Cruise line consultant Bob Dickinson
Q: What’s your overall opinion of the current state of cruise line marketing?
A: For the last number of years — six, seven, eight years — cruise lines have been undermarketed. When the fuel prices went up, the first thing to go was the TV advertising budget.
Social media is fine, but social media doesn’t reach first-time cruisers. It’s sort of like Al Gore’s inconvenient truth — or in this case, an inconvenient falsehood, that we can substitute one for the other.
Q: Is anyone doing better than the rest?
A: Look at Viking River Cruises and what they’ve been able to do with Masterpiece Theater.
It’s not a huge TV buy, but the visual of whatever it is that is in the commercial fully explains that riverboat experience, makes it aspirational, makes it achievable, makes it so that I see myself in that picture, certainly in the over-50 set, which is who they’re marketing to.
Q: What role do travel agents play in connecting the majority of people who have no experience with a cruise to the insiders who run the industry?
A: Travel agents are the biggest gateway to first-time cruisers, and the cruise industry in the last couple of years has not always been friendly to the travel agent — and in some cases tied their hands. When you’re selling three-, four-, five-day cruises where the noncommissionable fare is as much as the cruise ticket and you’re getting 15% of $149, why would they sell that? Let them sell Sandals, let them sell river cruises, things where there’s a lot of money.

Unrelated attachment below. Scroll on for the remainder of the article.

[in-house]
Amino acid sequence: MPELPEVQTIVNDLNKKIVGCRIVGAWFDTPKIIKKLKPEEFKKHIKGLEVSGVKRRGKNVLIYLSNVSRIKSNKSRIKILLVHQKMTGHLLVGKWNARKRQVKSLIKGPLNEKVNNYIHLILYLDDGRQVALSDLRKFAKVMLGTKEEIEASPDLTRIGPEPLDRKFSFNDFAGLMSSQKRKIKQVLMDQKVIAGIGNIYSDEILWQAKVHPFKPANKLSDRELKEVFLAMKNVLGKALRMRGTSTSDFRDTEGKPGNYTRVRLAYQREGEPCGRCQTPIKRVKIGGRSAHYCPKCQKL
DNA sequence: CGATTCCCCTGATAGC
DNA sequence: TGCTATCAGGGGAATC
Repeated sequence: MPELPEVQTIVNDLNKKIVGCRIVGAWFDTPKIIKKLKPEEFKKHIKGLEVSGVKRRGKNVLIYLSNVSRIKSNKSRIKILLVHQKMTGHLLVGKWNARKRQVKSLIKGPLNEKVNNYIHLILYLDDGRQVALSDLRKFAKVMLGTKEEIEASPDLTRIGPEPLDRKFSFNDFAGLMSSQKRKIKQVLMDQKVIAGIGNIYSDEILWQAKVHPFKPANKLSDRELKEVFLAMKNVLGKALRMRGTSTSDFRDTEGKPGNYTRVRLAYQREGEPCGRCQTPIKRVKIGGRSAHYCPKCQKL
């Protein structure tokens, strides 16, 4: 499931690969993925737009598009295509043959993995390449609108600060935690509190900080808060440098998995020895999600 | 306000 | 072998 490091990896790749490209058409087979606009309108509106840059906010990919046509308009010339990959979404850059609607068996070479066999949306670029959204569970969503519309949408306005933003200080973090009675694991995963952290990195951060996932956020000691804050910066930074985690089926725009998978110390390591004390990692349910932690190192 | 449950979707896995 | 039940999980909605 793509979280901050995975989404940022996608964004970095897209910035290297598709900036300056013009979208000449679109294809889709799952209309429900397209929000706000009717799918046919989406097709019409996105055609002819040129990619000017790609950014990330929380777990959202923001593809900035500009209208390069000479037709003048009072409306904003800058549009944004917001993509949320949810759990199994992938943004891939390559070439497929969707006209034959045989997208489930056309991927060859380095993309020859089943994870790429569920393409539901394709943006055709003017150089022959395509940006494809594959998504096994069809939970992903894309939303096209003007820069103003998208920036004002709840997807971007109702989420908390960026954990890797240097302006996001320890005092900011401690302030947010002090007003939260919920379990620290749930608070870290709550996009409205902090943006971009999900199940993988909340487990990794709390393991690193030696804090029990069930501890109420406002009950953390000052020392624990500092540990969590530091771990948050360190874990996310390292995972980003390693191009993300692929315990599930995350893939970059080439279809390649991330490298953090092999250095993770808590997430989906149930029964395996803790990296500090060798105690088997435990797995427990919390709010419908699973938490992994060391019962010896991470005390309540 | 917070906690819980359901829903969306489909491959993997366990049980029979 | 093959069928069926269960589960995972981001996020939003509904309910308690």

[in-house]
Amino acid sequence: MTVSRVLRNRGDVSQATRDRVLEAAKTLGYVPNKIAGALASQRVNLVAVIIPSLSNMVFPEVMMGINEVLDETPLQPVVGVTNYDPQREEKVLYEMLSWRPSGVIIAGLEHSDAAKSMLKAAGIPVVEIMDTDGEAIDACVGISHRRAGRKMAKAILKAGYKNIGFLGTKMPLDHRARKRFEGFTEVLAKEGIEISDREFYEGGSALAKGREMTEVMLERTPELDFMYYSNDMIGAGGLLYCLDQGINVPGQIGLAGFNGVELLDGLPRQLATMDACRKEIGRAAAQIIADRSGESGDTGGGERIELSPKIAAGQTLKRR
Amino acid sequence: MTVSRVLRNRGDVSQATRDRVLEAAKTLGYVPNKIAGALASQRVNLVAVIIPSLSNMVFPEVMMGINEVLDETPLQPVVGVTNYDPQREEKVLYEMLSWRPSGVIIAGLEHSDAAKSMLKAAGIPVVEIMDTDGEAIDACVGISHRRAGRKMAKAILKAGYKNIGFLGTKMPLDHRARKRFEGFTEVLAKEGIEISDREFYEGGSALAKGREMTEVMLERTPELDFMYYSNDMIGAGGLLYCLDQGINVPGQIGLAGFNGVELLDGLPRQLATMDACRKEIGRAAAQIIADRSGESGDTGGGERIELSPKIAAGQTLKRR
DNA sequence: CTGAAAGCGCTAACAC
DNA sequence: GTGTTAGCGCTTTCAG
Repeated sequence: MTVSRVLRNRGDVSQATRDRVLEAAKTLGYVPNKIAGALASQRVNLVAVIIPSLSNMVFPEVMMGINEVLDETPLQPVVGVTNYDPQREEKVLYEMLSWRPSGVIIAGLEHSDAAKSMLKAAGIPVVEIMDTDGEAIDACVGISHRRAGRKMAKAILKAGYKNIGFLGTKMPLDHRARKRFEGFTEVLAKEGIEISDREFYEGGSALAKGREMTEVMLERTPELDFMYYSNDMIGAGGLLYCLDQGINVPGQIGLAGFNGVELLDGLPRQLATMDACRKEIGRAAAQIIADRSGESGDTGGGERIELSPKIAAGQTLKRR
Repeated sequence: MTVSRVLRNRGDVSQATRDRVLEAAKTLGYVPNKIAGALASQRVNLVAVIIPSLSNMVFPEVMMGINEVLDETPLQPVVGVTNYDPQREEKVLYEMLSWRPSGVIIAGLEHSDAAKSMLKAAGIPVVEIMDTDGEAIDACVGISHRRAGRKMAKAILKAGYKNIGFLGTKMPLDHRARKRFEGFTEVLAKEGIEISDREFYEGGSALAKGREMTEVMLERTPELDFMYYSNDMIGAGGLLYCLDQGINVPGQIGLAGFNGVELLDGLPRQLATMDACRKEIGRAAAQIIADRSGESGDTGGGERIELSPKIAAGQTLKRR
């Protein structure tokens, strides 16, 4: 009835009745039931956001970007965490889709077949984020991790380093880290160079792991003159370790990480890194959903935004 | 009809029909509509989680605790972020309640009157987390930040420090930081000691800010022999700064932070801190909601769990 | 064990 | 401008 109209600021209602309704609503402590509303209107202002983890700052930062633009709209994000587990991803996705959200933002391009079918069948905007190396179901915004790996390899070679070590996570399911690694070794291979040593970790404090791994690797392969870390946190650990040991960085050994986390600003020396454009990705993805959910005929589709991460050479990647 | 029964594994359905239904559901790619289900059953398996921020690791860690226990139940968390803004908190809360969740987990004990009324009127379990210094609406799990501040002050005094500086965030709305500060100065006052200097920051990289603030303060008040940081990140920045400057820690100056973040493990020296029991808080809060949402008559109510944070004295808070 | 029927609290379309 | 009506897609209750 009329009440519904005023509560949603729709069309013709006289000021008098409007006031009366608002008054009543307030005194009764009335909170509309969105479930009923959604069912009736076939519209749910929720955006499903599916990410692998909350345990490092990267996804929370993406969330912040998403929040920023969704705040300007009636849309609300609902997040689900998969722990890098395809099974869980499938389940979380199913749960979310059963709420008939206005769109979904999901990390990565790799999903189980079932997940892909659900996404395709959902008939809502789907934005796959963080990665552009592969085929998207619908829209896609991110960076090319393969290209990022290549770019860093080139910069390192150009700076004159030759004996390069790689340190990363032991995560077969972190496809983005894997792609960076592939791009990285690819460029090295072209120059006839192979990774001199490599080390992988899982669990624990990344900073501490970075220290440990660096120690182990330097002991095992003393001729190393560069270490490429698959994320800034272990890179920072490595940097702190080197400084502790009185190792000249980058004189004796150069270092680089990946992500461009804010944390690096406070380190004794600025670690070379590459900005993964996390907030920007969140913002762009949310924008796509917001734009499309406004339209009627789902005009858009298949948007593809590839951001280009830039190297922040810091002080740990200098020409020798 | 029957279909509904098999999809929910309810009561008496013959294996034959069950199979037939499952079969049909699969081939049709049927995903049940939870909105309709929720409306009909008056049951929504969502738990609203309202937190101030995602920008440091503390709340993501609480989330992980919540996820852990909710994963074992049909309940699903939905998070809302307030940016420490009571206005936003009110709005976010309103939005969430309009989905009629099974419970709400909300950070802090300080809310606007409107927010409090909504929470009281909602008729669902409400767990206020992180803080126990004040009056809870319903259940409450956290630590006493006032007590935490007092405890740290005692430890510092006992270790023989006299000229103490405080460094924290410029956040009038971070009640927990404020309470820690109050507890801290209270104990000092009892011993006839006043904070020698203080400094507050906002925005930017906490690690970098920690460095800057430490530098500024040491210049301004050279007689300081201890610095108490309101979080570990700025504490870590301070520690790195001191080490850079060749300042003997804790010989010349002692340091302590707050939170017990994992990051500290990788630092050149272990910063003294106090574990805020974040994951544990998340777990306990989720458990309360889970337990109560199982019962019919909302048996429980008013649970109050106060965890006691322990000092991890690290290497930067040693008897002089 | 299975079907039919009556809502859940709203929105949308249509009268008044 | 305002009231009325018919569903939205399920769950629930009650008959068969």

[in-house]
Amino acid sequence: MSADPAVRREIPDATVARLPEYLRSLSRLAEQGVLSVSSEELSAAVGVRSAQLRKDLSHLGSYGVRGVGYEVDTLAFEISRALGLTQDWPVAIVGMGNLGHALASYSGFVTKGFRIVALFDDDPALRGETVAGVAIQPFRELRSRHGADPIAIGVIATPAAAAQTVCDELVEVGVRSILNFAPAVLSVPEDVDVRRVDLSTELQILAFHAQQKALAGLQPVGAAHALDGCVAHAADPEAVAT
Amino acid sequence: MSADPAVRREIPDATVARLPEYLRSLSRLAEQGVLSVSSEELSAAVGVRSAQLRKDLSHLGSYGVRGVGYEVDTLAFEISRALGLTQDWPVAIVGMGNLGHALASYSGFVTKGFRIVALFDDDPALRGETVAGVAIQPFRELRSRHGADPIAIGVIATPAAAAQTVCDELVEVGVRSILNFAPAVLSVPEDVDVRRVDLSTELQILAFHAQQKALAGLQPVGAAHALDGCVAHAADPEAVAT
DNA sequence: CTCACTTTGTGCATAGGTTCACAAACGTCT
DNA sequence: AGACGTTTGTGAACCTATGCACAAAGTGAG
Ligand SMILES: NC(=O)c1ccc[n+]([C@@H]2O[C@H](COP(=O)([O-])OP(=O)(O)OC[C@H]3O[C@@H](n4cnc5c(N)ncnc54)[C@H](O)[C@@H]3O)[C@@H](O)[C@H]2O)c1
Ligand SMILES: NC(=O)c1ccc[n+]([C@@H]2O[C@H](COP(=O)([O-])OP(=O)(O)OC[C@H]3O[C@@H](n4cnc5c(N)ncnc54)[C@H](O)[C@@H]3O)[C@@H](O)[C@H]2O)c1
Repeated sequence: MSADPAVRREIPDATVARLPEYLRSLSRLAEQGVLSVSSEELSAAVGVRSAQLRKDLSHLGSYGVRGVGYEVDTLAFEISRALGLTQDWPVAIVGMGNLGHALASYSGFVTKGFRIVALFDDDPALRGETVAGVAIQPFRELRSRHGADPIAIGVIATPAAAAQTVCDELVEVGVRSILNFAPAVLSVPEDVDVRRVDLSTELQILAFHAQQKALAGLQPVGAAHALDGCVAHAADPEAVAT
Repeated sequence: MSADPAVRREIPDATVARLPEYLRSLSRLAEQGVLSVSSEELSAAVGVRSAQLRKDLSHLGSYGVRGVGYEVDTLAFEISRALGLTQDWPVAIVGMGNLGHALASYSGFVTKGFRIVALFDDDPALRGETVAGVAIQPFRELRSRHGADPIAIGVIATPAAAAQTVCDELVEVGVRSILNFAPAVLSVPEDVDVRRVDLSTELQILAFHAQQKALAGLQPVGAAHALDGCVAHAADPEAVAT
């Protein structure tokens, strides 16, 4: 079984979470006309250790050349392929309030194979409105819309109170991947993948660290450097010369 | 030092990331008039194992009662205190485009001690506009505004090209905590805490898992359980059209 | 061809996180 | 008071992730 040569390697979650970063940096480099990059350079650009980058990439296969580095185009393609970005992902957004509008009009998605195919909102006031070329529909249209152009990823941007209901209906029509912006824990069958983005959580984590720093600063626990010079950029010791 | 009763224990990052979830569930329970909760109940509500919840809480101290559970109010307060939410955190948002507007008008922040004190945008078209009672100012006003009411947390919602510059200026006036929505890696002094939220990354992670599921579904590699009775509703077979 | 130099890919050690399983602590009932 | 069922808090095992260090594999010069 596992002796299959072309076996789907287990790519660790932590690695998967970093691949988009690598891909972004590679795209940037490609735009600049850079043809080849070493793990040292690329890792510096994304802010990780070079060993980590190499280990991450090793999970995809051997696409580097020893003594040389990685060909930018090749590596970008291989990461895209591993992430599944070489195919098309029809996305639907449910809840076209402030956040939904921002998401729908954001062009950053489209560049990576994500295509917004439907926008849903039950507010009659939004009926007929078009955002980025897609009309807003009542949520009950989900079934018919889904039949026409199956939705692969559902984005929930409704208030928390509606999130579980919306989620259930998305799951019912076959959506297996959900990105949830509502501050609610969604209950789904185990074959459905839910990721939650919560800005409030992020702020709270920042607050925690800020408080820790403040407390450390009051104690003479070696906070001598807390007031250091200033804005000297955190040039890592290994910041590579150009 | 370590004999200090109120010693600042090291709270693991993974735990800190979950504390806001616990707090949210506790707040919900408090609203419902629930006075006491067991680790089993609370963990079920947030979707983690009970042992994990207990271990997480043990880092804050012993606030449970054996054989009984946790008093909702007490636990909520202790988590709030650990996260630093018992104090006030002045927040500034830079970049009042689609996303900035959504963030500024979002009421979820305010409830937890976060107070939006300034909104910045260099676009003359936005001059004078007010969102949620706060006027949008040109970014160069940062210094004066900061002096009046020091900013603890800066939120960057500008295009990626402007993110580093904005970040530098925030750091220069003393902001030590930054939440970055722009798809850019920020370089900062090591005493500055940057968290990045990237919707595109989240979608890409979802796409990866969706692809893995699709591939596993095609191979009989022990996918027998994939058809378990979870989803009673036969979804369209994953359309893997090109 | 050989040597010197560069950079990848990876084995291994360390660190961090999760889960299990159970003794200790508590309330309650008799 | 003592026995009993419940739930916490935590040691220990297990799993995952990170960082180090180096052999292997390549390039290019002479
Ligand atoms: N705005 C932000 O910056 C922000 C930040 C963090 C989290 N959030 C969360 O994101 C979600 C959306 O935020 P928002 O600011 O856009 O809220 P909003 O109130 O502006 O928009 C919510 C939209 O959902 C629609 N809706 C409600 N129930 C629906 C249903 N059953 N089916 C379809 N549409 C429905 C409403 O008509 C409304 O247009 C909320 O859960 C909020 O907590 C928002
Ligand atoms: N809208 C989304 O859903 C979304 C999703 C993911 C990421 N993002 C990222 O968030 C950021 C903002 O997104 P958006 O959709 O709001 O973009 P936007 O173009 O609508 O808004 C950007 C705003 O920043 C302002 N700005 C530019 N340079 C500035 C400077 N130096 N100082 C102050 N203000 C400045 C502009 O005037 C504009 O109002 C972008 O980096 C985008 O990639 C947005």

Q: What changes should the cruise lines make?
A: I think some cruise lines have already changed back and have realized that the industry has overplayed its hand. In general, I think all of the brands, certainly the brands I worked with for the past year, are more agent-friendly this year than they were a year ago in terms of their policies and their procedures: pricing, co-op advertising. Every one of the four Carnival North America brands has better policies in place now than they did a year ago.
Q: Did you end your consulting agreement with Carnival or did management?
A: Very candidly, that was their choice. A consulting agreement is like a marriage; if one partner doesn’t want it, the other doesn’t either, if you know what I mean. If there is a willing audience at some point, I would like to do some [other] marketing or management consulting.
Q: Are you still working with the Camillus House homeless shelter in Miami? What else are you up to?
A: On Aug. 1, we’re going take another 100 of the most hard-core, chronic homeless in the city and start them on the process of getting their lives back together. [But] I’ve cut back my time commitment, from 30 to 40 hours a week after I retired to 10 to 20 hours a week now. [My wife] Jodi and I are kind of on a second honeymoon. [In Napa] we’re walking about two hours a day on average, enjoying the restaurants and just hanging out. On June 4, we’ll be going to [our] home in North Carolina. We’ll be there throughout the summer.